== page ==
By Andrea Lum, Ann Daniels, and Ted Lam
Action deadline: November 3, 2020 –
Road trip! Indivisible East Bay’ers Ted Lam, Alissa McLean and Andrea Lum headed out on January 12-14, 2020 to canvass in Phoenix and Sedona, Arizona. While each of us had canvassed a few times in California in 2018 for T.J. Cox, Jessica Morse and Josh Harder, we wouldn’t have called ourselves experienced or even super comfortable talking to strangers about politics. But we were all excited to register people to vote with Flip the West (FtW – get it?) and we won’t deny it, the trip to Sedona was an incentive.
What YOU Can Do:
- Canvass among the cactus: Our trip was incredibly rewarding, even for the introverts among us! If you picture yourself in Arizona, here are the FTW dates to make your own road trip:
- February 8-14
- March 28-April 12
- April 25-May 3
- May 16-24
- Can you phonebank for Phoenix? Join us on Sunday, February 9, from 1-4 PM in El Cerrito to learn the how-to’s! RSVP here.
For information on postcarding, phonebanking, or canvassing, email email@example.com
Now, on to our tales from Arizona:
Our group was lucky to work with wonderful Flip the West canvassing organizer, Ruth Schoenbach. We followed her lead to stay at the Grand Canyon University Hotel (more about their interesting history here) which was $83 a night and close to our canvassing areas. Having a restaurant on site with a bar was a big plus at the end of the day.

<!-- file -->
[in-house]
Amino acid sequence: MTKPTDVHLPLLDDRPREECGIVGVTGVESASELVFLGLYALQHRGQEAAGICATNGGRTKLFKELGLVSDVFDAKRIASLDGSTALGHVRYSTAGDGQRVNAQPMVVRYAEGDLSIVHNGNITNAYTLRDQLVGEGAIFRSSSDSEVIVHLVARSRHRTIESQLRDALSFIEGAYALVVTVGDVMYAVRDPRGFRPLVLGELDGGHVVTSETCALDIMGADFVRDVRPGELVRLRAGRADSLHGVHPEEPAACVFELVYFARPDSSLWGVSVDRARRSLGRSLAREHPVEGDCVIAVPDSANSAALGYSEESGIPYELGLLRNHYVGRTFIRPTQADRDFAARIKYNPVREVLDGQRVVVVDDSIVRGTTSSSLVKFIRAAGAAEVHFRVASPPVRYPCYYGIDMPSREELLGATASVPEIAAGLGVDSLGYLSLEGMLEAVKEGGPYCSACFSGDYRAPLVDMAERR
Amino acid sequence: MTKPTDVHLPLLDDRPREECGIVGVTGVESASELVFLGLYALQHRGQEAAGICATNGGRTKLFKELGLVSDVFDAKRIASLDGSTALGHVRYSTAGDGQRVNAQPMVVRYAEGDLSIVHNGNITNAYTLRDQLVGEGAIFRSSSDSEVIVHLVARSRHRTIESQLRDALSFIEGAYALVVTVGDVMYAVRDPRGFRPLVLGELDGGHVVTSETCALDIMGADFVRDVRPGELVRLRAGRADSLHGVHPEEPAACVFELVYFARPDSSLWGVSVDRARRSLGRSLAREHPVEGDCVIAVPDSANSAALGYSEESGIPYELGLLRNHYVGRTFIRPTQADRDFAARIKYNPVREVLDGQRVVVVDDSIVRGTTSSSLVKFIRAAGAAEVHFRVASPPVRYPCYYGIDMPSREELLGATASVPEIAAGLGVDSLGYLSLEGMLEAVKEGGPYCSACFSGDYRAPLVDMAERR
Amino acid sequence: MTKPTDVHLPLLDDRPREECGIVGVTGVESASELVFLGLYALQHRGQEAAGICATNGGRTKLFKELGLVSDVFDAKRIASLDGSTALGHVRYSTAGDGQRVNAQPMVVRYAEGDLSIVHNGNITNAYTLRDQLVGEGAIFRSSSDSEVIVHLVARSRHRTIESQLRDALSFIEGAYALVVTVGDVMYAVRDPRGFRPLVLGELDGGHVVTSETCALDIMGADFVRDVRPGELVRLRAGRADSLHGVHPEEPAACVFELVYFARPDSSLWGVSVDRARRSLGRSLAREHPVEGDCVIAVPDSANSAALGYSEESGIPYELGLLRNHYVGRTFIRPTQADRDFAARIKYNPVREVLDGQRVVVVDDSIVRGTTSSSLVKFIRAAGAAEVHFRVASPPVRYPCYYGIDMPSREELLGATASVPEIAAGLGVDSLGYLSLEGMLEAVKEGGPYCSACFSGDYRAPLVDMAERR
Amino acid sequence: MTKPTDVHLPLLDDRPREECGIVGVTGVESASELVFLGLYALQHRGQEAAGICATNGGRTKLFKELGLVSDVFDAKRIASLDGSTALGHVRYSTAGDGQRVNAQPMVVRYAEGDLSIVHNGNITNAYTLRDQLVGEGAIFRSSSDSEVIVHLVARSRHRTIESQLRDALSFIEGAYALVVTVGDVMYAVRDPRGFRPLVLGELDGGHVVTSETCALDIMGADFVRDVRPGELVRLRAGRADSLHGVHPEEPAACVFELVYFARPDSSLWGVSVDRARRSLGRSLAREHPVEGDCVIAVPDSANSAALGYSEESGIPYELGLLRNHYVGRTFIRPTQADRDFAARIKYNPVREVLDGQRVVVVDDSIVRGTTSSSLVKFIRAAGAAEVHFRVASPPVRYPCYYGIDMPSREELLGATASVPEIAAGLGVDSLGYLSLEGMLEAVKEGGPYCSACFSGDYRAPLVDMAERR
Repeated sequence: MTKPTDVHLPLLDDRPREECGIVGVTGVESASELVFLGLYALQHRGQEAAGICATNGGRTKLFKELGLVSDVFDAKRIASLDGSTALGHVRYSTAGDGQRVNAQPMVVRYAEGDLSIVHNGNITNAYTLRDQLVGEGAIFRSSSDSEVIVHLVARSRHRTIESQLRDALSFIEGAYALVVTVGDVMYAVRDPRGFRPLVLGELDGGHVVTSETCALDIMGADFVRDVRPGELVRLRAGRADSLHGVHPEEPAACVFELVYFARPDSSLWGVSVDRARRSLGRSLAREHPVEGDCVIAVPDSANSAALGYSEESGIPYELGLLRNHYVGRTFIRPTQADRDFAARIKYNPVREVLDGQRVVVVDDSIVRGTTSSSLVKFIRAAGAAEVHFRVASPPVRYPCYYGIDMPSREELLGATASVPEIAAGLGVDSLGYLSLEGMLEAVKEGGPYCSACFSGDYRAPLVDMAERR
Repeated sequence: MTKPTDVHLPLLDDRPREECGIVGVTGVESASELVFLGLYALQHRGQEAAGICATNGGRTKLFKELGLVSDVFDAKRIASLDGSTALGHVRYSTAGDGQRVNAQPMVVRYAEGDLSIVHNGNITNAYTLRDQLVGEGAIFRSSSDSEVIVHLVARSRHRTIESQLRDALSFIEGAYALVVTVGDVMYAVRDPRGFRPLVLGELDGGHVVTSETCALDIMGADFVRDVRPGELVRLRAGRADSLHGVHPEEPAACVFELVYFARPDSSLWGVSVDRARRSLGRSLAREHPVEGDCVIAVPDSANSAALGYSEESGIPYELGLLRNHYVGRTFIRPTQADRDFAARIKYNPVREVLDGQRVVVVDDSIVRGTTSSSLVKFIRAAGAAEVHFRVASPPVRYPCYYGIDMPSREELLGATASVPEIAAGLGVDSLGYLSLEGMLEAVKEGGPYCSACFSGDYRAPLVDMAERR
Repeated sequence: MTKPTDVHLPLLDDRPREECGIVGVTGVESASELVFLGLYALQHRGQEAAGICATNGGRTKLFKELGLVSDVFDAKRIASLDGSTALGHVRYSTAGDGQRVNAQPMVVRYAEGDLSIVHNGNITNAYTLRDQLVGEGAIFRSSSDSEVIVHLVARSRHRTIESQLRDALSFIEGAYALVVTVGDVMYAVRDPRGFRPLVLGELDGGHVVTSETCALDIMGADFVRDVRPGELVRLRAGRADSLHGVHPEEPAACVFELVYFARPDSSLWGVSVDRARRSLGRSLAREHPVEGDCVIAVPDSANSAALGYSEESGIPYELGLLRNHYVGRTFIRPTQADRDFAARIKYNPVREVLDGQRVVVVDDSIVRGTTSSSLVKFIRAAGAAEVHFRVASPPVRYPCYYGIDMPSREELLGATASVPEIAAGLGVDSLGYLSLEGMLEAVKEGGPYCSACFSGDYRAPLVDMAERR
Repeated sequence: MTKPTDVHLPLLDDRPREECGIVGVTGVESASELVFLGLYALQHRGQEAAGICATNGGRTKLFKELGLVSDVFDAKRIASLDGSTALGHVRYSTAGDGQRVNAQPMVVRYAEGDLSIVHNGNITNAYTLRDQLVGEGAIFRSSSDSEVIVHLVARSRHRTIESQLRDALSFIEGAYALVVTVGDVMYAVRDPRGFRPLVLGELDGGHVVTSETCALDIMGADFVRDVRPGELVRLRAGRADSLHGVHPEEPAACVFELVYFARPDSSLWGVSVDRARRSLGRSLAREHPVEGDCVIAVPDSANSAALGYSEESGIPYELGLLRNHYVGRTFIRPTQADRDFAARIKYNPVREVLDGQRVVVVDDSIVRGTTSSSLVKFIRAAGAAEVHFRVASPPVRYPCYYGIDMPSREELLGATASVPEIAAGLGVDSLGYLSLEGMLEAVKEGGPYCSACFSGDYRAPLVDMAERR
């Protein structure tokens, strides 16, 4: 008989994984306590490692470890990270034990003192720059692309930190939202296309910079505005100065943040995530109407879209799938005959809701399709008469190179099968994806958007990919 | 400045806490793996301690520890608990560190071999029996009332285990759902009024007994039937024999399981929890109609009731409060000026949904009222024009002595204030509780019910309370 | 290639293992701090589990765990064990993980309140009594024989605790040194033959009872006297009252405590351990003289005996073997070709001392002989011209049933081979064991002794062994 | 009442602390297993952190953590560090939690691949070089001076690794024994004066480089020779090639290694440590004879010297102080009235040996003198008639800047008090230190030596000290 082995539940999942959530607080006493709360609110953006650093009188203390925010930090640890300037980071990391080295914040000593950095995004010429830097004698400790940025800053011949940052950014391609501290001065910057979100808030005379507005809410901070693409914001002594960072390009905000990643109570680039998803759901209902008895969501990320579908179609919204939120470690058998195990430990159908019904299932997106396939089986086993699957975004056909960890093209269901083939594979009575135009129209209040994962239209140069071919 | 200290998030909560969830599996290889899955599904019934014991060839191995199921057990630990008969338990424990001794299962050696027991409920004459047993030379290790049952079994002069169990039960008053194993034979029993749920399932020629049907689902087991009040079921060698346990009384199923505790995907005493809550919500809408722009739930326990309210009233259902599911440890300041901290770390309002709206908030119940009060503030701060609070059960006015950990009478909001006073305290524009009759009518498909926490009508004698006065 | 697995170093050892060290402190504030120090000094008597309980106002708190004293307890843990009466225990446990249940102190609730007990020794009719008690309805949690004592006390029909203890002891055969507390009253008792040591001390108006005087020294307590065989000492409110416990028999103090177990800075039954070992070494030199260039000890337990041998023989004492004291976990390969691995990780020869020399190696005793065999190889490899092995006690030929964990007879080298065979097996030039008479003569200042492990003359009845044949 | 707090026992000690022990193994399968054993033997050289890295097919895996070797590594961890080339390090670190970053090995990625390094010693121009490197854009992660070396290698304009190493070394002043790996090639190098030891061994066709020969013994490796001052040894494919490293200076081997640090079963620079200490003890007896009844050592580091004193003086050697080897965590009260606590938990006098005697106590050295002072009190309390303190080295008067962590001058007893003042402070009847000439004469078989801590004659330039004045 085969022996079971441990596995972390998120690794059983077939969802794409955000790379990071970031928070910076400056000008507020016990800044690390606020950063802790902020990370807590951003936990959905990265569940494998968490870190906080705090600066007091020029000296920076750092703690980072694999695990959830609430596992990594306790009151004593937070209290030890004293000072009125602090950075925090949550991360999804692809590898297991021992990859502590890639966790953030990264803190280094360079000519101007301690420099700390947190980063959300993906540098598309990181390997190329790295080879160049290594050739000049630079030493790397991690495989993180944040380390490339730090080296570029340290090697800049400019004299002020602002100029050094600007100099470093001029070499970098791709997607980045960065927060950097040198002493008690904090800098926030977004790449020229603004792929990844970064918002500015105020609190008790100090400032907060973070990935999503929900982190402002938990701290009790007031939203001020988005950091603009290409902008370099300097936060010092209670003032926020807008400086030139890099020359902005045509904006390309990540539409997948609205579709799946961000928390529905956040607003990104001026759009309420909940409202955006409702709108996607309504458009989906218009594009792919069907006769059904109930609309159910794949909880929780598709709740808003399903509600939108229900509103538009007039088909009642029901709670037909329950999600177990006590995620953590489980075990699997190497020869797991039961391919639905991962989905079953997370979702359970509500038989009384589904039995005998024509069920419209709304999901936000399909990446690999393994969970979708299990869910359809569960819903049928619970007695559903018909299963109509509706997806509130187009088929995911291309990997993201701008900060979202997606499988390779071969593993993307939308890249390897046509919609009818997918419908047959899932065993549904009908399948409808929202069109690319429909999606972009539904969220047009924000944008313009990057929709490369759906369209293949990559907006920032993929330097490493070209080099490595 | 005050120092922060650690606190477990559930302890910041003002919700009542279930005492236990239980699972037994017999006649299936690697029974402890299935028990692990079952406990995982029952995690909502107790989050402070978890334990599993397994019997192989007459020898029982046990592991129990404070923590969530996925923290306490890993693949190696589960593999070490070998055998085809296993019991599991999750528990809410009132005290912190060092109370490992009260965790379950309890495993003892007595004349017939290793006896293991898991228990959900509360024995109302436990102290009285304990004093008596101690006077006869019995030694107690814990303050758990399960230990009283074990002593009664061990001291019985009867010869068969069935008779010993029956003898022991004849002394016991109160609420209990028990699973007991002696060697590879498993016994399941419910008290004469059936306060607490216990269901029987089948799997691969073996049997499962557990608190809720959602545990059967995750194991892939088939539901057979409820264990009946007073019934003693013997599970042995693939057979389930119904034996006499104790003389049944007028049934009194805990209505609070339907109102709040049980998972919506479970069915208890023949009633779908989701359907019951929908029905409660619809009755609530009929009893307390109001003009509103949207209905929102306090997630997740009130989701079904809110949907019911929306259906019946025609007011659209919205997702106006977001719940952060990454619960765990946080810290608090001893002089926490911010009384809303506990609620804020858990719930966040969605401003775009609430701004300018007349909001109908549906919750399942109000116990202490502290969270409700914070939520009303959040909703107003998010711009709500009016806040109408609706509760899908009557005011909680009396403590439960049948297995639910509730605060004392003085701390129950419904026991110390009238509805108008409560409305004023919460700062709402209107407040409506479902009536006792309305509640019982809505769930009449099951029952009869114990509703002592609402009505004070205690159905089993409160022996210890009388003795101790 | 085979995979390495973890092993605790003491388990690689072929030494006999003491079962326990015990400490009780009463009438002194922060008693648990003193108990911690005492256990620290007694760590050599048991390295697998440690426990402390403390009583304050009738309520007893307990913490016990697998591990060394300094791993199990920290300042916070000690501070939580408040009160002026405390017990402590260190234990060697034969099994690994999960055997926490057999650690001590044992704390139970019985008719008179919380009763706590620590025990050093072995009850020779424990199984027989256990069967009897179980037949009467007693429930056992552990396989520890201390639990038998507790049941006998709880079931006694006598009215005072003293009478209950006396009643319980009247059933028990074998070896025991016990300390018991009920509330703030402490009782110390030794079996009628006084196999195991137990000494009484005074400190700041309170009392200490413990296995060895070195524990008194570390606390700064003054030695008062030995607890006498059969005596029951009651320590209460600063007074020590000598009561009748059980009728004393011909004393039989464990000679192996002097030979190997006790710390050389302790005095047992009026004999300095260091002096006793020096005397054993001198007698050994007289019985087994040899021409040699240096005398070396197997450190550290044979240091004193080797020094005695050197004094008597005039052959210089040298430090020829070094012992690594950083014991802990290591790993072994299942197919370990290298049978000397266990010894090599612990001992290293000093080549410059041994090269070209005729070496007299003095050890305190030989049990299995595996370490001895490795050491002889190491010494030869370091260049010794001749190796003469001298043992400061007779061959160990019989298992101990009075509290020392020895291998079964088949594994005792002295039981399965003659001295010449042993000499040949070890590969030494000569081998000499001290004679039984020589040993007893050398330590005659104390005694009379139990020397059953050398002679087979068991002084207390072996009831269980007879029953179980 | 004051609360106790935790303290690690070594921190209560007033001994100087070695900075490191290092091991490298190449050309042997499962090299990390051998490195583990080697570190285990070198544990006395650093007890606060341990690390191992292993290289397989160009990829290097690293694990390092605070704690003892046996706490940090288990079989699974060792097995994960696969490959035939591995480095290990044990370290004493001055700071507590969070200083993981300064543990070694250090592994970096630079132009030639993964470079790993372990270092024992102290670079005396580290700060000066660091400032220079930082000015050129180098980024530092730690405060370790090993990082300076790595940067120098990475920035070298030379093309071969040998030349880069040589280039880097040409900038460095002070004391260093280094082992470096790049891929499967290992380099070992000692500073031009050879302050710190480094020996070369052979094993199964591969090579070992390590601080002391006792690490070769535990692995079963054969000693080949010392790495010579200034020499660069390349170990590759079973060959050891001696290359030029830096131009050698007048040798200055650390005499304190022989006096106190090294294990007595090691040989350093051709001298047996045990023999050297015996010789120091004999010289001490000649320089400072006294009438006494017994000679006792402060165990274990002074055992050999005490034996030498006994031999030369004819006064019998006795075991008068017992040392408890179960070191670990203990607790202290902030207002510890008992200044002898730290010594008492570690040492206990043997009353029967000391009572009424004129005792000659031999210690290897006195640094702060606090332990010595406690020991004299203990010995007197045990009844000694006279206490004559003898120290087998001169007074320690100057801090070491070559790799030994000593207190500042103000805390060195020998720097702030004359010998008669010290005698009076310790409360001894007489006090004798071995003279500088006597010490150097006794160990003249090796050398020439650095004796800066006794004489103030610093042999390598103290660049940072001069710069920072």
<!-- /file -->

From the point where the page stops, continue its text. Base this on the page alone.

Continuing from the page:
About 40 of us, including volunteers from Indivisible Yolo and other Bay Area resistance groups as well as IEB, gathered on Monday morning at the Phoenix Marketplace for our marching orders. Richard from Field Team 6 gave us the lowdown and materials, including clipboards with voter registration forms and a large REGISTER TO VOTE sign on the back, anti-T**** stickers, and small cards with important dates. Richard told us that wearing the anti-T stickers would be useful to discern Democrats or Democratic-aligned folks, which proved to be very true. A hint if you’re canvassing – people LOVE stickers! We also got quick facts about incumbent Republican senator Martha McSally which came in handy during our conversations with voters – especially when comparing her to Democratic hopeful Captain Mark Kelly, astronaut and husband of former Representative Gabby Giffords, who is running what could be a close race.
Most teams of four headed out to strip malls, Walmarts, or the fantastic Latin American chain grocery store Ranch Market. We three IEBers plus Ruth first hit up a Walmart, where we had decent success. Andrea talked to a young man initially dubious about the value of voting until she mentioned that legalizing marijuana was going to be on the ballot in November. Alissa registered a young woman who took time to fill out the paperwork even though she was on her way to work at the Walmart. Ted talked to a woman who gladly took anti-T stickers for herself and her daughter to wear at dinner with her Trump supporter husband. They had a good 10-minute conversation on how important it was to vote in November.
We were thankful that Ruth spoke Spanish; she helped us connect with several people interested in what we were doing.